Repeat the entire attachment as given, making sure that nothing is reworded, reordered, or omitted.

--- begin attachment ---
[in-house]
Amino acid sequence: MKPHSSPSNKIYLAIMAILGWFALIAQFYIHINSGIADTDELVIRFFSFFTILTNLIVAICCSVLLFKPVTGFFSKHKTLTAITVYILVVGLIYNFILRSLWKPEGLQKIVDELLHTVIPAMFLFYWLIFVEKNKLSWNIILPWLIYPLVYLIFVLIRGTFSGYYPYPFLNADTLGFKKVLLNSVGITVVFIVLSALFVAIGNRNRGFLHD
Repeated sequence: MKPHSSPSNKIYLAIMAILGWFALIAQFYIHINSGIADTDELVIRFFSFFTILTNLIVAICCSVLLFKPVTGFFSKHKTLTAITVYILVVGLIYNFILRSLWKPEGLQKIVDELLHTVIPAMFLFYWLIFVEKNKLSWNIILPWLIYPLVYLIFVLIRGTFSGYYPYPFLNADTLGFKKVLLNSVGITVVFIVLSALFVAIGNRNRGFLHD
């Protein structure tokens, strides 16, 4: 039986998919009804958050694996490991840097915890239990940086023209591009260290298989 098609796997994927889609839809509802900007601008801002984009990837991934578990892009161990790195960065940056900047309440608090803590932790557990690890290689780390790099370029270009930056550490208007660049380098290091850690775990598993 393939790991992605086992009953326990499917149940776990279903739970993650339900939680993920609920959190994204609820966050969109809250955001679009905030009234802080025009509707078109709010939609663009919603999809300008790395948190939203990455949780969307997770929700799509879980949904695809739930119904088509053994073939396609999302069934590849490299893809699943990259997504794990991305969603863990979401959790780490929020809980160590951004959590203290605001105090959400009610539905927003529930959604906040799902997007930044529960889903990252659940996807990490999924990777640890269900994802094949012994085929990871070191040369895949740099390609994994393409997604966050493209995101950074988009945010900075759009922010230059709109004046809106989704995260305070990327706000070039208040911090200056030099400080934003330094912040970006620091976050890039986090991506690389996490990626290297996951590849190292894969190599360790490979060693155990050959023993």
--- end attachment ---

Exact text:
[in-house]
Amino acid sequence: MKPHSSPSNKIYLAIMAILGWFALIAQFYIHINSGIADTDELVIRFFSFFTILTNLIVAICCSVLLFKPVTGFFSKHKTLTAITVYILVVGLIYNFILRSLWKPEGLQKIVDELLHTVIPAMFLFYWLIFVEKNKLSWNIILPWLIYPLVYLIFVLIRGTFSGYYPYPFLNADTLGFKKVLLNSVGITVVFIVLSALFVAIGNRNRGFLHD
Repeated sequence: MKPHSSPSNKIYLAIMAILGWFALIAQFYIHINSGIADTDELVIRFFSFFTILTNLIVAICCSVLLFKPVTGFFSKHKTLTAITVYILVVGLIYNFILRSLWKPEGLQKIVDELLHTVIPAMFLFYWLIFVEKNKLSWNIILPWLIYPLVYLIFVLIRGTFSGYYPYPFLNADTLGFKKVLLNSVGITVVFIVLSALFVAIGNRNRGFLHD
């Protein structure tokens, strides 16, 4: 039986998919009804958050694996490991840097915890239990940086023209591009260290298989 098609796997994927889609839809509802900007601008801002984009990837991934578990892009161990790195960065940056900047309440608090803590932790557990690890290689780390790099370029270009930056550490208007660049380098290091850690775990598993 393939790991992605086992009953326990499917149940776990279903739970993650339900939680993920609920959190994204609820966050969109809250955001679009905030009234802080025009509707078109709010939609663009919603999809300008790395948190939203990455949780969307997770929700799509879980949904695809739930119904088509053994073939396609999302069934590849490299893809699943990259997504794990991305969603863990979401959790780490929020809980160590951004959590203290605001105090959400009610539905927003529930959604906040799902997007930044529960889903990252659940996807990490999924990777640890269900994802094949012994085929990871070191040369895949740099390609994994393409997604966050493209995101950074988009945010900075759009922010230059709109004046809106989704995260305070990327706000070039208040911090200056030099400080934003330094912040970006620091976050890039986090991506690389996490990626290297996951590849190292894969190599360790490979060693155990050959023993």